Stroud is a 40-year veteran of the music industry and not typically the kind of guy who gets emotional when discussing chart positioning. But Young was, and is, a special case for him, and he was as much counselor as producer to Young during the months leading to the rise of “Gettin’ You Home.” (The song ultimately went No. 1 in October 2009, eight months after its radio debut.)
He recognized Young not just as a budding artist with a convincing voice, but also as the kid who spent his teen years playing cover songs at Middle Tennessee festivals, who ditched a promising collegiate academic career to take honky-tonk gigs in Texas, and who spent his high school senior year spring break playing acoustic shows in Florida, trying to gain an audience.
“I did a run of Borders bookstores down there, and one time I showed up and there were three people there: Two playing chess, one reading,” Young says. “They wanted no part of me playing. I was supposed to play 45 minutes. I got through, like, 29 minutes and said, ‘This is going to be my last song.’ That was the first time
they clapped. That really wasn’t long ago.”
Young recalled those days on a smiling walk through the halls of his alma mater, Oakland High School. Teachers who less than a decade ago were authority figures now asked for autographs and commented on how Young has represented Murfreesboro with class. One who didn’t seek a signature was his favorite teacher, Nancy Jackson, who taught Young’s senior English class and who is best friend McManus’ grandmother. Even with the personal tie, Jackson didn’t give Young any slack during classes.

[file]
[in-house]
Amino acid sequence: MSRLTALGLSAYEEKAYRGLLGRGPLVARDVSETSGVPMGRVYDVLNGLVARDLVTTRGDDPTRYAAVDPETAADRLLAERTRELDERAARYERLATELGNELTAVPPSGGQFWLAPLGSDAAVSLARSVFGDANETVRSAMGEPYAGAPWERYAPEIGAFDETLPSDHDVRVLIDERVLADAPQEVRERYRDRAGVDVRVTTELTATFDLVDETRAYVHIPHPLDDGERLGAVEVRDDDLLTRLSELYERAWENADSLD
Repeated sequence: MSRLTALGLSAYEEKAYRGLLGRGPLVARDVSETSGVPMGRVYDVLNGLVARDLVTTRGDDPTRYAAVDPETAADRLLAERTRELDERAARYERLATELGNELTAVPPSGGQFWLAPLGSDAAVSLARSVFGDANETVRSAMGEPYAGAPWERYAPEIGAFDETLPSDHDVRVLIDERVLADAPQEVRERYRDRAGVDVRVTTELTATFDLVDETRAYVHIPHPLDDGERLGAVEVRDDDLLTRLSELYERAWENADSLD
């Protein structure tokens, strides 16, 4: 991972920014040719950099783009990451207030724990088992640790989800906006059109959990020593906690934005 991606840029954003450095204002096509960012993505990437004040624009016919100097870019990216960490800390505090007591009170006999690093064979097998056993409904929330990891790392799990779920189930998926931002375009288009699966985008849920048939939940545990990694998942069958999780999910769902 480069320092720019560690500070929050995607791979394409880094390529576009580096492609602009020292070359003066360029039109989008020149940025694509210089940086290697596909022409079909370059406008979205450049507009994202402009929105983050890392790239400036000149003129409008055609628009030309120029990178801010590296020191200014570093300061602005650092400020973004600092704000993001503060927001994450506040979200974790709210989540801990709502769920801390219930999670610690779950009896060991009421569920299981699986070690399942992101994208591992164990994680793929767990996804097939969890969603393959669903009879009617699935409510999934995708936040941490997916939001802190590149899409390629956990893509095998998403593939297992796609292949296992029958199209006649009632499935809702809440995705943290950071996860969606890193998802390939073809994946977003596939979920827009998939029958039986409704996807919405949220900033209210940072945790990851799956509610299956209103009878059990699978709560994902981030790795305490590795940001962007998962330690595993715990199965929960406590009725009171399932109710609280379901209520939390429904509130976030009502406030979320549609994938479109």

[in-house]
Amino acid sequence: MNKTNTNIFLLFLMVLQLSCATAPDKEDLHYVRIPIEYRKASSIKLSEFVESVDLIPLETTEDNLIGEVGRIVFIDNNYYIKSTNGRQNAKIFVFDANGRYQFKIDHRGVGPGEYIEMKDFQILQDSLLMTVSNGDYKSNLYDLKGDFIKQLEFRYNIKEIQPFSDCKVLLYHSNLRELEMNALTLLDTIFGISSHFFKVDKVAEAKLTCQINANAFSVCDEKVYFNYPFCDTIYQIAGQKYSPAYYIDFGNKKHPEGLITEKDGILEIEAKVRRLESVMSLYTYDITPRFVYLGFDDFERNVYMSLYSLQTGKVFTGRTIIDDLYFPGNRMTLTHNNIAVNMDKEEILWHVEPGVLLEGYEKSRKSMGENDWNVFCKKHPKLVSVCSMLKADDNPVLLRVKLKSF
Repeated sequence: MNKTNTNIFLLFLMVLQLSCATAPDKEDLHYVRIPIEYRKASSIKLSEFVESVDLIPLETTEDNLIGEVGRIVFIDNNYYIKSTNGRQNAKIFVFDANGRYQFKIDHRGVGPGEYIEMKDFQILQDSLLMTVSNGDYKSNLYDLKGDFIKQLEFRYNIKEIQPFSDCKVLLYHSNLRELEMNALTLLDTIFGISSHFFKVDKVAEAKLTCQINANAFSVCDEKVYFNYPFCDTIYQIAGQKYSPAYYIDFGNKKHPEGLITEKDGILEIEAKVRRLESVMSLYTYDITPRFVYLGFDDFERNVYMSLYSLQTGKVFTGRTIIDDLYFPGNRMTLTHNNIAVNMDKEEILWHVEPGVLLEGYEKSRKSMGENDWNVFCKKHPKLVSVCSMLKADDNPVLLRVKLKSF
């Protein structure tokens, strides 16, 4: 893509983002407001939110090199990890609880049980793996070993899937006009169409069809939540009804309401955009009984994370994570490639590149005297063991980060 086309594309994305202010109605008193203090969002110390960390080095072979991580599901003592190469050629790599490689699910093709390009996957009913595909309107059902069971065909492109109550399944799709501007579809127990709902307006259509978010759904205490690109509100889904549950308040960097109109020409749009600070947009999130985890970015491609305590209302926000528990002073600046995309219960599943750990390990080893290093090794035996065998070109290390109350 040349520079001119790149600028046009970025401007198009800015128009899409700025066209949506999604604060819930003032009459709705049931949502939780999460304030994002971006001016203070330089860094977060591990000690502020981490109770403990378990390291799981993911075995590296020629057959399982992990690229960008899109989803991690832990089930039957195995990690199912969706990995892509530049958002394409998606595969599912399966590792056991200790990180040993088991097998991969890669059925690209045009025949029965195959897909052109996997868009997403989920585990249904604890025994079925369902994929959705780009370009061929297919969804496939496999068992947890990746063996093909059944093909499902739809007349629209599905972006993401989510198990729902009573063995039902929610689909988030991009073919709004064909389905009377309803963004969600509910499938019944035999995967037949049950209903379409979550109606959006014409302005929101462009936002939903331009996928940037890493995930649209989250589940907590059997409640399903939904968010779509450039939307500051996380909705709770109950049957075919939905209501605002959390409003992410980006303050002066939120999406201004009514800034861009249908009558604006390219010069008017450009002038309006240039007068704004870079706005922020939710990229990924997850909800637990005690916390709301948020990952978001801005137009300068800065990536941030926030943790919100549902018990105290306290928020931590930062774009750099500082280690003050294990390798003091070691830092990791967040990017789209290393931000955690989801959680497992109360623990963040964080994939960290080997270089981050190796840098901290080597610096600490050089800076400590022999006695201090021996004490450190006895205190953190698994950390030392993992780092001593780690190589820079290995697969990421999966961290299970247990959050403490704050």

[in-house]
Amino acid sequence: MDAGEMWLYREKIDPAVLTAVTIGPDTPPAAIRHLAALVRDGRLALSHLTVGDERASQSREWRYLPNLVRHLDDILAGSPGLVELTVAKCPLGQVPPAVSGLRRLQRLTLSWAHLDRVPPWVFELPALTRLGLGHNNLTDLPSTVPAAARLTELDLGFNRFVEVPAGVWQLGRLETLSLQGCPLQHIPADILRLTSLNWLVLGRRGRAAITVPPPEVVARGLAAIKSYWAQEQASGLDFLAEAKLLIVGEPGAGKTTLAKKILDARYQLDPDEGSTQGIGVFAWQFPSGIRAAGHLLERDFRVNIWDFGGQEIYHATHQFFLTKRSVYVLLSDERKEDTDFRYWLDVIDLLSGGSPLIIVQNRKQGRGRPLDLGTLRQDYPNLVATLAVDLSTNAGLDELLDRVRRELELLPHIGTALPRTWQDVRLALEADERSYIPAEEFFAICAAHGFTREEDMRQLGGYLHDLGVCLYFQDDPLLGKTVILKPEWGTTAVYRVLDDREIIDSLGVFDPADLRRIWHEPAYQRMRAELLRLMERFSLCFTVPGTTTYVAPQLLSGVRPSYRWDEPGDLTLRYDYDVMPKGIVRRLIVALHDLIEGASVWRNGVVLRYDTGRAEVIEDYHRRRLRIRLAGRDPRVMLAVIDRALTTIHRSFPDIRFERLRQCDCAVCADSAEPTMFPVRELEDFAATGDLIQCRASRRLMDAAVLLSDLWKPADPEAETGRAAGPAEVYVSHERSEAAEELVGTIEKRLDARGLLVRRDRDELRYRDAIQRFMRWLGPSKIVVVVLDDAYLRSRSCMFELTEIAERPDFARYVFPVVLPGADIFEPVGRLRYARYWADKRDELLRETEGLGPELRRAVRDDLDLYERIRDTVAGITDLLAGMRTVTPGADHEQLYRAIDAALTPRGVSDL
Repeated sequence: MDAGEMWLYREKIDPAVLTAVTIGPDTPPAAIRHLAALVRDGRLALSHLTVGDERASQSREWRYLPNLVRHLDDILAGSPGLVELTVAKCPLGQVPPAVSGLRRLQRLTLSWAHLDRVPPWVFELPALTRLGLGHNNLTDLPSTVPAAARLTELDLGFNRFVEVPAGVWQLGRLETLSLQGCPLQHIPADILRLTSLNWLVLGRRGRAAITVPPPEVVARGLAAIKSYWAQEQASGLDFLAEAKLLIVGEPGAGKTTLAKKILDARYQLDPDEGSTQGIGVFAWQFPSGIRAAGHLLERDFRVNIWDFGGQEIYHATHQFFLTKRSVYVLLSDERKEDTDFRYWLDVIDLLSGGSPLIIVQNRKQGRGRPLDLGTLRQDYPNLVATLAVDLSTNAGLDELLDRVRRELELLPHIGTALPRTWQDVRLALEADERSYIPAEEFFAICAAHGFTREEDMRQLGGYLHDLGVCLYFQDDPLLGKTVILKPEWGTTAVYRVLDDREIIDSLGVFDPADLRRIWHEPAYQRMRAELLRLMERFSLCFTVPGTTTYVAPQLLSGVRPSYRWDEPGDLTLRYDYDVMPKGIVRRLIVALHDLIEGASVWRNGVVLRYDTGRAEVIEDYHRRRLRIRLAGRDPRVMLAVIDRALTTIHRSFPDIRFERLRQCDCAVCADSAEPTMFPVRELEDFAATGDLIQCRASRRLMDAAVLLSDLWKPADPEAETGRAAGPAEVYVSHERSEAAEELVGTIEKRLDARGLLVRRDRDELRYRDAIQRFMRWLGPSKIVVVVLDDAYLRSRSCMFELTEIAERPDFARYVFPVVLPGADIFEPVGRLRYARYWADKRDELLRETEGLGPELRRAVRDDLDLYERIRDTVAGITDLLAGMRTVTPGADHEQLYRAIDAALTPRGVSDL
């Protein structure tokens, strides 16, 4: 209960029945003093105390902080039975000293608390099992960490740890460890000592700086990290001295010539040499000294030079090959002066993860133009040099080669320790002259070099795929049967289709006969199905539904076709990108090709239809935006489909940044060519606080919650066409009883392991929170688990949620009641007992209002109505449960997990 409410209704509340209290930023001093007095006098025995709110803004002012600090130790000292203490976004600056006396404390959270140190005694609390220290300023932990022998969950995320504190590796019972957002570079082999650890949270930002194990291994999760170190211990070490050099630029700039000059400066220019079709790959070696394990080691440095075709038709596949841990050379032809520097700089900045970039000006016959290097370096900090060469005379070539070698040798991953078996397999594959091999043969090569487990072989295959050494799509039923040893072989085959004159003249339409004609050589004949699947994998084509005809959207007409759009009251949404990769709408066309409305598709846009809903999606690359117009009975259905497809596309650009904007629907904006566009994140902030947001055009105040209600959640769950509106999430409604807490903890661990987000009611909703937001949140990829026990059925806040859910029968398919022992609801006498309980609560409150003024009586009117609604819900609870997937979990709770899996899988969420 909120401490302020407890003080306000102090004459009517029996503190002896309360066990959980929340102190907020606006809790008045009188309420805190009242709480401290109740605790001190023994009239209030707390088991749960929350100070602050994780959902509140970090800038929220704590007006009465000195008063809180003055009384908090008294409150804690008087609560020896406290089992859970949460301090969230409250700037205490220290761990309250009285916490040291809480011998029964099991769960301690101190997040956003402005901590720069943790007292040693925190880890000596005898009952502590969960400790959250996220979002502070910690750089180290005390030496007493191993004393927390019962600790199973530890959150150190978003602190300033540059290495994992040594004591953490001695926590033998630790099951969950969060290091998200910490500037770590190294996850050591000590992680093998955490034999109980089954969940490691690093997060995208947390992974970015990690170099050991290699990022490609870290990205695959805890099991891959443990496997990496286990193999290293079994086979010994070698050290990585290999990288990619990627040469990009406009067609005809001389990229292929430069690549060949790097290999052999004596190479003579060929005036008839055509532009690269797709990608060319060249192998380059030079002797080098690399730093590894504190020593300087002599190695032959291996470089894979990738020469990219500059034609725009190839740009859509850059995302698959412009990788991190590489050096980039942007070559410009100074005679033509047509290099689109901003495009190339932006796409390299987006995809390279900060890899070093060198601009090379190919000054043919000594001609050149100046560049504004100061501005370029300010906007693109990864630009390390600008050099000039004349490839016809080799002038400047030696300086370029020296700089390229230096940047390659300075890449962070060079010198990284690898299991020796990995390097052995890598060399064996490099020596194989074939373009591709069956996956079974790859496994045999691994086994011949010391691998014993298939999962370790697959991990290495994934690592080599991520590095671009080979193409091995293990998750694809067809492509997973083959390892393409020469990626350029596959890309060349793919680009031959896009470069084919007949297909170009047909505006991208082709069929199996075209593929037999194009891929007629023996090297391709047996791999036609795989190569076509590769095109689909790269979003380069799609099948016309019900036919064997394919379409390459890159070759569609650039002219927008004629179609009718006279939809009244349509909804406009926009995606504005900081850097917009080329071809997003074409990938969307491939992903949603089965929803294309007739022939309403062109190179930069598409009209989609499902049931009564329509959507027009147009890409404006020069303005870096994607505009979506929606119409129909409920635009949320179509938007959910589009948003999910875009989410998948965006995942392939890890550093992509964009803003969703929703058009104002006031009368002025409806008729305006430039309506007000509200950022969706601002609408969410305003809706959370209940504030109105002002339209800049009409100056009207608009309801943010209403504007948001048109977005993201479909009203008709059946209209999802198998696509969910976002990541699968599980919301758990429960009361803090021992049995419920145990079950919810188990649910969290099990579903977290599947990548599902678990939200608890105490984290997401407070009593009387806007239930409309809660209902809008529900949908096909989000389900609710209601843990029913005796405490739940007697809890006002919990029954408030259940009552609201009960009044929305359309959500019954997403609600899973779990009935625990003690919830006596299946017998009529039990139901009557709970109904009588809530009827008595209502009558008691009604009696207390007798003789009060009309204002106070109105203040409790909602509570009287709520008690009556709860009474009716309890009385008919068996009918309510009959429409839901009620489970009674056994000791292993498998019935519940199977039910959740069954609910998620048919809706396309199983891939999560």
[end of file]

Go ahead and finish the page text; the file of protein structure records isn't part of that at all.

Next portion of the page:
“She’s the only teacher who ever pushed me out of a chair,” Young says. “I fell asleep in class and she kind of nudged me and I went right to the floor.”
The dozing off was understandable given the hours Young put into school and into extracurricular projects. He was in choir and drama productions, a member of the Grammy Jazz Choir (which earned him time away from school to perform at the Grammy Awards in 2003), and he was a Presidential Scholar in the Arts (more time away, to perform at the Kennedy Center and to get a medal from President George W. Bush).
Jackson fostered Young’s love of novels and poetry, and he still reads constantly, but academic aspirations took an ultimate backseat to country music. His parents understood that and supported him in a decision to nix college in favor of moving to Texas to play in clubs. (His stepfather, whom Young refers to as “my dad,” loaned him $1,000 of hard-to-come by seed money to make the move.) Young stuffed his possessions into plastic trash bags, piled those onto his 1996 Ford pickup and headed off without regret.
After Texas came Nashville Star, which required Young to move to Nashville and stay at Opryland for three months. With McManus and other ’Boro friends, fans and family in the audience, he won the competition, and then had only a few weeks to record his major label debut. The album was quite good for a rush job, but it didn’t do much to set Young apart from the competition.
But with Stroud in the producer’s chair, sophomore album The Man I Want to Be offered a more organic sound that was a better fit for Young’s voice. “Gettin’ You Home” washed away any initial resistance from radio programmers, and Young followed that with the top-charting title track and with No. 1 hit “Voices.” Current single “Tomorrow,” the first from Neon (out July 12), is extending his momentum.
“This right here is what I’ve always wanted,” he says, riding back into Nashville. “I’m here, and I want to stay here.”
All indications are that he will, and that his presence will reflect nicely on some folks who live 34 miles south of Nashville, who have long thought that “here” was where he belonged.